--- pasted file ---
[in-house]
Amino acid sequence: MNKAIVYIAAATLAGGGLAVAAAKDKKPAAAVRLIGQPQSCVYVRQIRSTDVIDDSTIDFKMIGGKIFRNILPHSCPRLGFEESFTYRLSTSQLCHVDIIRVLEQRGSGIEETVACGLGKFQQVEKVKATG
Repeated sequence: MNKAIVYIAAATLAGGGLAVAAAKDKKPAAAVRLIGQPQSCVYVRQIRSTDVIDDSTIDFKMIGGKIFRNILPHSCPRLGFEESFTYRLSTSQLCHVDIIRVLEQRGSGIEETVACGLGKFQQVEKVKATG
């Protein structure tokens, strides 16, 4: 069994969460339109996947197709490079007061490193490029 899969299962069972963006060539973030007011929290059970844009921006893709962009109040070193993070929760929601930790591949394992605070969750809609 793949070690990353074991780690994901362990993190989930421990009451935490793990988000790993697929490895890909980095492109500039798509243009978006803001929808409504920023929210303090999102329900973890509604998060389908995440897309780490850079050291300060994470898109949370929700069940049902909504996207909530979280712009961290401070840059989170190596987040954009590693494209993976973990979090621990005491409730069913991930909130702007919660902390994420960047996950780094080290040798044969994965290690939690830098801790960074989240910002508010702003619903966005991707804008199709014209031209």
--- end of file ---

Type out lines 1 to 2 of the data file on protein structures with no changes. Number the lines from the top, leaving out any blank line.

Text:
[in-house]
Amino acid sequence: MNKAIVYIAAATLAGGGLAVAAAKDKKPAAAVRLIGQPQSCVYVRQIRSTDVIDDSTIDFKMIGGKIFRNILPHSCPRLGFEESFTYRLSTSQLCHVDIIRVLEQRGSGIEETVACGLGKFQQVEKVKATG